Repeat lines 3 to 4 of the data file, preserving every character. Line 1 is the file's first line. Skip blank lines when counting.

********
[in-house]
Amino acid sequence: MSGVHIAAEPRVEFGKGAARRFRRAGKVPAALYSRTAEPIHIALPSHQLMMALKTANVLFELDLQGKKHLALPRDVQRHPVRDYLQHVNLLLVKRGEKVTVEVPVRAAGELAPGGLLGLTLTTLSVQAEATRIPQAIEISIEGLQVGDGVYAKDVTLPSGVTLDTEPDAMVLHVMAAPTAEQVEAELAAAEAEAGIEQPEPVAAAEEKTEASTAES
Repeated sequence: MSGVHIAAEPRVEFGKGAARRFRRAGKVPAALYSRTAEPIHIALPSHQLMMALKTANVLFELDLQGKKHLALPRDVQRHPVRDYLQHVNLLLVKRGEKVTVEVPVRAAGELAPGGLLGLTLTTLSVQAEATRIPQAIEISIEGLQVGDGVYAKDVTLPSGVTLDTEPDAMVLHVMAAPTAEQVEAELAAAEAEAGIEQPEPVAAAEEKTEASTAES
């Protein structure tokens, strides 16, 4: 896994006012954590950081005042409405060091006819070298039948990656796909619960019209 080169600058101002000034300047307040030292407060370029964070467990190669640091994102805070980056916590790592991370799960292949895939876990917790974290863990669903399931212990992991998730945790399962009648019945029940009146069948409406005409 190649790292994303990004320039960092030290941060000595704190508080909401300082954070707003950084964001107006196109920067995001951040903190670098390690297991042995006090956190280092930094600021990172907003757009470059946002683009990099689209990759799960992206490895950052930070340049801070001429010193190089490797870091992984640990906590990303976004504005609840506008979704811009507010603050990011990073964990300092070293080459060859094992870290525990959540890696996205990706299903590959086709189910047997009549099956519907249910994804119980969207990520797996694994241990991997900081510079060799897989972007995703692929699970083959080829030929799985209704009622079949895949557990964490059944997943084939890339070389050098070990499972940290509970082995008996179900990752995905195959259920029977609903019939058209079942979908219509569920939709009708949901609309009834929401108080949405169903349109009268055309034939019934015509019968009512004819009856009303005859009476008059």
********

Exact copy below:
Repeated sequence: MSGVHIAAEPRVEFGKGAARRFRRAGKVPAALYSRTAEPIHIALPSHQLMMALKTANVLFELDLQGKKHLALPRDVQRHPVRDYLQHVNLLLVKRGEKVTVEVPVRAAGELAPGGLLGLTLTTLSVQAEATRIPQAIEISIEGLQVGDGVYAKDVTLPSGVTLDTEPDAMVLHVMAAPTAEQVEAELAAAEAEAGIEQPEPVAAAEEKTEASTAES
């Protein structure tokens, strides 16, 4: 896994006012954590950081005042409405060091006819070298039948990656796909619960019209 080169600058101002000034300047307040030292407060370029964070467990190669640091994102805070980056916590790592991370799960292949895939876990917790974290863990669903399931212990992991998730945790399962009648019945029940009146069948409406005409 190649790292994303990004320039960092030290941060000595704190508080909401300082954070707003950084964001107006196109920067995001951040903190670098390690297991042995006090956190280092930094600021990172907003757009470059946002683009990099689209990759799960992206490895950052930070340049801070001429010193190089490797870091992984640990906590990303976004504005609840506008979704811009507010603050990011990073964990300092070293080459060859094992870290525990959540890696996205990706299903590959086709189910047997009549099956519907249910994804119980969207990520797996694994241990991997900081510079060799897989972007995703692929699970083959080829030929799985209704009622079949895949557990964490059944997943084939890339070389050098070990499972940290509970082995008996179900990752995905195959259920029977609903019939058209079942979908219509569920939709009708949901609309009834929401108080949405169903349109009268055309034939019934015509019968009512004819009856009303005859009476008059």